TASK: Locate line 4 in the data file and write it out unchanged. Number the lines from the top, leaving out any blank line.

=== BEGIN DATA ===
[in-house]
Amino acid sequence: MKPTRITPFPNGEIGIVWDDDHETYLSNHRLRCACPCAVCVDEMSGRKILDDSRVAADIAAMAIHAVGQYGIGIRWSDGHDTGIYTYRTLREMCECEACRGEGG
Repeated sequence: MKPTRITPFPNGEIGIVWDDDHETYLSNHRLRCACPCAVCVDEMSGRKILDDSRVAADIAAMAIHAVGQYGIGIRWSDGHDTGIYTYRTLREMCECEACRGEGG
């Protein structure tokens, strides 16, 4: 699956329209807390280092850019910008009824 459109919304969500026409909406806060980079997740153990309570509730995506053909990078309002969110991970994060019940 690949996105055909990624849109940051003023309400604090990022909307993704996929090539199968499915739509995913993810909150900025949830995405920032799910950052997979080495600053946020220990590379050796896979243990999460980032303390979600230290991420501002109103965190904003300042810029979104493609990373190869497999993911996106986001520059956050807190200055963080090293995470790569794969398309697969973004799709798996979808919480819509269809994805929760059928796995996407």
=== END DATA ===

């Protein structure tokens, strides 16, 4: 699956329209807390280092850019910008009824 459109919304969500026409909406806060980079997740153990309570509730995506053909990078309002969110991970994060019940 690949996105055909990624849109940051003023309400604090990022909307993704996929090539199968499915739509995913993810909150900025949830995405920032799910950052997979080495600053946020220990590379050796896979243990999460980032303390979600230290991420501002109103965190904003300042810029979104493609990373190869497999993911996106986001520059956050807190200055963080090293995470790569794969398309697969973004799709798996979808919480819509269809994805929760059928796995996407």